The International Documentary Film Festival Amsterdam (IDFA) has crowned its 2019 award winners. The respected doc event named Heidi Hassan and Patricia Pérez Fernández’s In A Whisper as best feature-length documentary. The pic, which centers on two emigrated Cuban filmmakers whose passion for film, friendship, and freedom reunites them after years apart, takes a $22,000 prize. This year, for the first time at IDFA, three new awards were presented in the competition for feature-length documentary: best directing went to Mehrdad Oskouei for his film Sunless Shadows; the best editing and cinematography prizes went to Sander Vos and Maasja Ooms respectively for their work on Punks. Elsewhere, Lucy Parker won the best first appearance award for her film Soldiarity, the FIPRESCI Award was given to Alyx Ayn Arumpac for Aswang, and the award for best mid-length doc went to Jalal Vafaei for Anticlockwise. Victoria Mapplebeck won the IDFA DocLab Award for Digital Storytelling with The Waiting Room VR, while Vincent Morisset won the IDFA DocLab Award for Immersive Non-Fiction for Vast Body 22. The 2Doc IDFA Award for Best Dutch Documentary went to Reber Dosky for Sidik And The Panther. This year’s recipient of the IDFA lifetime achievement award was Danish documentary filmmaker Jørgen Leth.
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Cats casting director Lucy Bevan is among a five-strong jury for this year’s European Shooting Stars initiative, which highlights promising young acting talents. Joining her is Tolkien director Dome Karukoski, Bulgarian actor and producer Vesela Kazakova, Slovak producer Katarína Krnácová, and journalist and author Rüdiger Sturm. The jury will select ten actors from 29 nominated candidates. The chosen group will be unveiled on January 9 ahead of the Berlin Film Festival in February, where they will be presented on stage. Former graduates include Carey Mulligan, Alicia Vikander, and Riz Ahmed. The programme is run by European body European Film Promotion with backing from Creative Europe’s MEDIA programme.
Yaron Zilberman’s Incitement, which is Israel’s entry to the International Oscar race this year, and Guy Amir and Hanan Savyon’s Forgiveness split the Audience Choice Award for a feature at this year’s Israel Film Festival in Los Angeles. Yonatan Nir and Dani Menkin’s Picture Of His Life, about renowned wildlife photographer Amos Nachoum, picked up the Audience Choice Award for documentary. The winning filmmakers received a combined value of $190,000 in post-production services for their next film (the feature winners take home $92,500 each, with the doc receiving $5,000).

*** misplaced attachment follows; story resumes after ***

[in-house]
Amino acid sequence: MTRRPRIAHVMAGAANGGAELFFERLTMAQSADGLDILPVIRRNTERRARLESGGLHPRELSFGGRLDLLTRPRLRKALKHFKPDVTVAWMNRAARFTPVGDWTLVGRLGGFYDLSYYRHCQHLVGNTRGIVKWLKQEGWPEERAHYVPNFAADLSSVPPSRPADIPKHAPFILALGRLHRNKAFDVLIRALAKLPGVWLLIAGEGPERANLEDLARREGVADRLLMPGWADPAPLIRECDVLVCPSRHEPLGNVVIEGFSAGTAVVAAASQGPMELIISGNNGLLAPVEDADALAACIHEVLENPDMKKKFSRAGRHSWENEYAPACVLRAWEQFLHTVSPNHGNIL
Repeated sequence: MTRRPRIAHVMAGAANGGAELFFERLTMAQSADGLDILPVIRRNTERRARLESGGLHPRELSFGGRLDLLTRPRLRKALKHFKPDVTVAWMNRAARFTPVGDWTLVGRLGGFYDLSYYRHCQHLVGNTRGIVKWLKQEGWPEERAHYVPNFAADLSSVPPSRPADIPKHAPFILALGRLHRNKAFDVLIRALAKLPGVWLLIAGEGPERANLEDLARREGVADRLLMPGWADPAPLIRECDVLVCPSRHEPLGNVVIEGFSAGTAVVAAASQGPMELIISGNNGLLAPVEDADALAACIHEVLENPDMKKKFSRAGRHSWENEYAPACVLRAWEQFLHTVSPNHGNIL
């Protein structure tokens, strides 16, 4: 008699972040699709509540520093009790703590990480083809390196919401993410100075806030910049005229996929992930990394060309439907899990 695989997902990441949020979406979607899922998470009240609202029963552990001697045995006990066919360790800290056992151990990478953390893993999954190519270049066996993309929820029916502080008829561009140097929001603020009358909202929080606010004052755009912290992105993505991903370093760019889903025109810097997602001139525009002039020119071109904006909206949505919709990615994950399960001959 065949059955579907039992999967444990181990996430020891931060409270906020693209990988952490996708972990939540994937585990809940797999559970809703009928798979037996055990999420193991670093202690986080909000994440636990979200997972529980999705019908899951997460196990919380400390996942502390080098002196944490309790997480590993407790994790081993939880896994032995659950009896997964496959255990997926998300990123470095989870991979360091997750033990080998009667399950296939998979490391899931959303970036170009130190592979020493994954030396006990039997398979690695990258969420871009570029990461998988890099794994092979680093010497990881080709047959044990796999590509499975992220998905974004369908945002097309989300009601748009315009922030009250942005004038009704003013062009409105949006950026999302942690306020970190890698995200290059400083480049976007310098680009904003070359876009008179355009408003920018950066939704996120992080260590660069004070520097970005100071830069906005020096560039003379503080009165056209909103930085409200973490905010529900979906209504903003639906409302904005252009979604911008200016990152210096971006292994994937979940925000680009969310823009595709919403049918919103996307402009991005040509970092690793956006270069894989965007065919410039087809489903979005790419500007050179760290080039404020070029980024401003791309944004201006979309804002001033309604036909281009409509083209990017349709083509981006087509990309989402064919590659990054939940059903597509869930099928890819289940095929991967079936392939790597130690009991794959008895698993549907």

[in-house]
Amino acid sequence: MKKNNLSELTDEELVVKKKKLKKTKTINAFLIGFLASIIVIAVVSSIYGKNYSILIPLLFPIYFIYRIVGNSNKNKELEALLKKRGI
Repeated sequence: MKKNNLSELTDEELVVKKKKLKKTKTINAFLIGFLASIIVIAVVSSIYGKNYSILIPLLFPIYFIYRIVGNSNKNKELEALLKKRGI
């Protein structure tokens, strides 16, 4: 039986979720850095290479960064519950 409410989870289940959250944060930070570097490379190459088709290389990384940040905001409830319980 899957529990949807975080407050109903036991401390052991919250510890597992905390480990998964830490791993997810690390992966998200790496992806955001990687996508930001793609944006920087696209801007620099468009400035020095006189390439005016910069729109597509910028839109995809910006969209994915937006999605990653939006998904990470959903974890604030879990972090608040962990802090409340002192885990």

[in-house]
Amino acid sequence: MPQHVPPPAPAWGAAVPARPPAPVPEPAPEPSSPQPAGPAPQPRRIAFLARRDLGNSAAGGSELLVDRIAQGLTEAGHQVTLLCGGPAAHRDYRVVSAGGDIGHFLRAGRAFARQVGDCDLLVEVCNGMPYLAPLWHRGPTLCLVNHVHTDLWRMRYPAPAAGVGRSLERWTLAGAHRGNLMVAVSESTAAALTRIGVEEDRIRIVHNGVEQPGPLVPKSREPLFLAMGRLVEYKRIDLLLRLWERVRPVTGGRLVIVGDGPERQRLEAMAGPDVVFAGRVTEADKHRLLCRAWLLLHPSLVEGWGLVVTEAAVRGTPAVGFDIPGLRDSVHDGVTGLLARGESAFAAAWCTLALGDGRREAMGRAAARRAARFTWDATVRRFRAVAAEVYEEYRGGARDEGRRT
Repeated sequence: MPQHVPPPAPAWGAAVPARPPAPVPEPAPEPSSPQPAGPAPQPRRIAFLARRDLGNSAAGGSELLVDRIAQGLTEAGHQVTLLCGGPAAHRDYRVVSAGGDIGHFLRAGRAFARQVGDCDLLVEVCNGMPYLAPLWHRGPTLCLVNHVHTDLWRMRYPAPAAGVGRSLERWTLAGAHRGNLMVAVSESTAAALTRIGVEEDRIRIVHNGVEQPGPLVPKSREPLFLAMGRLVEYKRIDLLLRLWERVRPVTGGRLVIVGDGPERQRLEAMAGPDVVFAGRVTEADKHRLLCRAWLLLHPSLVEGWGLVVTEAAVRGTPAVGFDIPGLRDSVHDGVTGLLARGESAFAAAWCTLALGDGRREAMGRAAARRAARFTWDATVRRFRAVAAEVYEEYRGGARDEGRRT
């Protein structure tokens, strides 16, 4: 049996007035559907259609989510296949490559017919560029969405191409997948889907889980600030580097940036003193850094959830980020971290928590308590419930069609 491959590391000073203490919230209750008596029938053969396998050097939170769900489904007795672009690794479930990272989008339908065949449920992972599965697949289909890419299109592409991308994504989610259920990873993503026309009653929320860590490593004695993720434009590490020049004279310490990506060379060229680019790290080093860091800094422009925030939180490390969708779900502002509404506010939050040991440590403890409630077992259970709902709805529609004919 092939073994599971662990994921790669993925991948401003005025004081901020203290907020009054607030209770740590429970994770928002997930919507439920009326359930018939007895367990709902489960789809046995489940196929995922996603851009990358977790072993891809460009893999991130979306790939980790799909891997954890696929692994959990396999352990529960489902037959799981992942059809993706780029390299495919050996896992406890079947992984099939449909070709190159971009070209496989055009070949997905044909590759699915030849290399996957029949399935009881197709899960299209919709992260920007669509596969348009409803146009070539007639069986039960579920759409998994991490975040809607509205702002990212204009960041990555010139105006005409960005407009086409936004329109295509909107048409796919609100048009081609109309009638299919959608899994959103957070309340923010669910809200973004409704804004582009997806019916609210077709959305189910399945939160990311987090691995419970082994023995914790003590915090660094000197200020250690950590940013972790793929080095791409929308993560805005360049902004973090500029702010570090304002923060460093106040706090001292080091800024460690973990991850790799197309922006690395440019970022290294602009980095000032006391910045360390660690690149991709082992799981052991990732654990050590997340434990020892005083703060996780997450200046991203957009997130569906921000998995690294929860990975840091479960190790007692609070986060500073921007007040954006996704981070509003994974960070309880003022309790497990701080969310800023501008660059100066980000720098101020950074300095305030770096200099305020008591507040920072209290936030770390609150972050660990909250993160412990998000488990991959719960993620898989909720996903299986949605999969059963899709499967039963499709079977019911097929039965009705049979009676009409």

The South Australian Film Corporation has partnered with Audible Australia to develop three stories from the region into audio documentaries. The selected projects are: Kade Richardson’s The Gaslight, a six-hour serialised drama based on true events which seriously affected the director’s family when one family-member became entrapped in an international love scam operation; Anthony Frith’s Tulpas: From Buddhism To Bronies, in which the director delves deep into the very real world of tulpas – imaginary friends who live their own full lives in your head; and Louise Pascale’s Homebirth – A Modern Day Witchhunt, which gives audiences insight into a world that has to date only been defined by the media and politicians, as the director takes on Lisa Barrett, Australia’s ‘most hated midwife’, for her own homebirth. The three projects will receive a share of development funding, with the intention that following presentation of the developed projects, one will be selected for commission by Audible and the SAFC.
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